As relatives began to arrive my brother and I would beg our parents to open just one gift.The answer was always no “we have to wait for Aunt Madeline.She was aways the last one to arrive.It was sheer torture for an 8yr.old to wait for anything.However wait we did for what seemed like hours but was only about 30min.My brother and I appointed ourselves official door watchers.Not moving from the back door.Finally she would arrive and we would help her take the wrapped packages(looking for ours of course)and put them under the tree that was already overflowing with gifts When all the o’derves wer out and the drinks were in hand and the greetings and kisses were over we took our places under the table awaiting our first gifts to be handed under the table.Unfortunately before we could open one gift the head of an adult would peer under the tablecloth (that never hung low enough to completely hide us) and tell us that we had to open the gifts in the presents of our parents so that they could get the tags from each one so that we knew who gave us the gift.This made the the opening take forever and one or both of us would fall asleep before we finished.The unopened presents would be put under the tree for the next morning with the gifts from Santa.When all relatives had left and our parents were breathing a sigh of relief shortly lived.Now the work really started.Mom would fill  our stockings and dad would be downstairs putting together whatever needed to be assembled.This year it was homemade toyboxes for each of us that he spent weeks cutting out the pattern and then gluiing the pieces together(he had made us circus wagons mine was green and yellow with a tiger behind cage bars) it had wheels on it so it loked like a wagon) .I would be the first one to wake up(at 6am) and I would go down the stairs to my brothers room and try to wake him up to see what Santa had left.He would tell me that it was to early and no one  else was up and he told me to go back to bed.Sadly I would do as he asked but I would not go back to sleep.I would lay awake unil I heard someone get up and then I would make my way to see who was up.The door to the livingroom would be shut from the front hall s that we had to walk to the kitchen then through the dinningroom then into the livingroom where the tree was surrounded by all the gifts that we didn’t open and the ones from Santa.However my eyes focused on the toybox.I ran over to it and promptly climbed into it.Then I heard a voice say “that is not for you it is for all your toys” Then I climbed out and sat in front of it and opened the presents that surrounded me.My mom would tell me years later that my eyes were as big as saucers as I opened each present.However I could not take my eyes off my new toybox.I think I even remember my dad tear up whenever I looked at it or talked about it. That was I think my best Christmas ever.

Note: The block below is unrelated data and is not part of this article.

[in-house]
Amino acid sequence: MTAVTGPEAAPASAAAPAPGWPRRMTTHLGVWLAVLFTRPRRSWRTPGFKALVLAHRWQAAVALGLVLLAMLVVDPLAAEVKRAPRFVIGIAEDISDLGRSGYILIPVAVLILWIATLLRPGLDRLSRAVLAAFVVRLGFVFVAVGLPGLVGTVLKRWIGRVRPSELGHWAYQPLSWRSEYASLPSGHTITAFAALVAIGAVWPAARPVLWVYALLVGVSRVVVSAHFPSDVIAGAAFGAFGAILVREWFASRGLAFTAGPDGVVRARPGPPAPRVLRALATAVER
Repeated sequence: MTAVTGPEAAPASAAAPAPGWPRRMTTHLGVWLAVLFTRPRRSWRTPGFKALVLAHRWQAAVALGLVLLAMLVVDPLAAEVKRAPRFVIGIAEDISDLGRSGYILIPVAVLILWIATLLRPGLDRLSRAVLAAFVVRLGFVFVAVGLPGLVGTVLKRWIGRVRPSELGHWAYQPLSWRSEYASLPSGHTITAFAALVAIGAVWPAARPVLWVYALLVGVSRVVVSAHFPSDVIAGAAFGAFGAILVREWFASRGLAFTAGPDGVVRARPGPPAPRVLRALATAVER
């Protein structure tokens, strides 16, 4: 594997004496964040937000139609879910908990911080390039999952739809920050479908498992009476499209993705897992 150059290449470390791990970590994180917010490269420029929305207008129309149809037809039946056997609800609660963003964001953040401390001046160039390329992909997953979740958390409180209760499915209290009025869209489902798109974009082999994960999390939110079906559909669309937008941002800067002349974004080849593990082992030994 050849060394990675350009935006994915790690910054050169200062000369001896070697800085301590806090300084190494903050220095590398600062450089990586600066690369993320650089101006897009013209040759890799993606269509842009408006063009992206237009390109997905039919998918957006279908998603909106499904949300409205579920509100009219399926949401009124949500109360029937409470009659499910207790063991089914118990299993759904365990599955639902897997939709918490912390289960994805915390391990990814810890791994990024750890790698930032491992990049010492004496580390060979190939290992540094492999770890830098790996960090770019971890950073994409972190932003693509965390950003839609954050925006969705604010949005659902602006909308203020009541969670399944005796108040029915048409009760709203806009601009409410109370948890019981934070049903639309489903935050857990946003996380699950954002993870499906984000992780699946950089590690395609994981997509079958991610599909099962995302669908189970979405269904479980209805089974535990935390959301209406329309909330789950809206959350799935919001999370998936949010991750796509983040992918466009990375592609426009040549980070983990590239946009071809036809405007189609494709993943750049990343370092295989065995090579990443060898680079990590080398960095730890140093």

Christmas Dickie-Quickie

Thursday, December 17th, 2009

The Christmas memories just keep rolling in. Please send yours to  To find out what this is all about, go to

Here’s a note from Will Murphy, a long time friend and  proud podcast participant:


I think I heard your father’s organ influence in that selection you played by Dave.

 I was thinking I don’t have any Christmas memories, though I do have a Christmas BirthDate. Yep, smack on that important holyday. My mother spent 40 hours in “adoration” awaiting her first son, me. My parents must have had great hopes for me.

  What strikes me now is the way my father Dave seems to be admiring his progeny… so much. One month later he was shot to death in a burglary while closing his tavern. I was the News Director of a TV station 65 miles away in Lafayette, Indiana getting the call at 4am. Each day I told of death and damnation in the news. Now it was personal.

Christmas Dickie-Quickie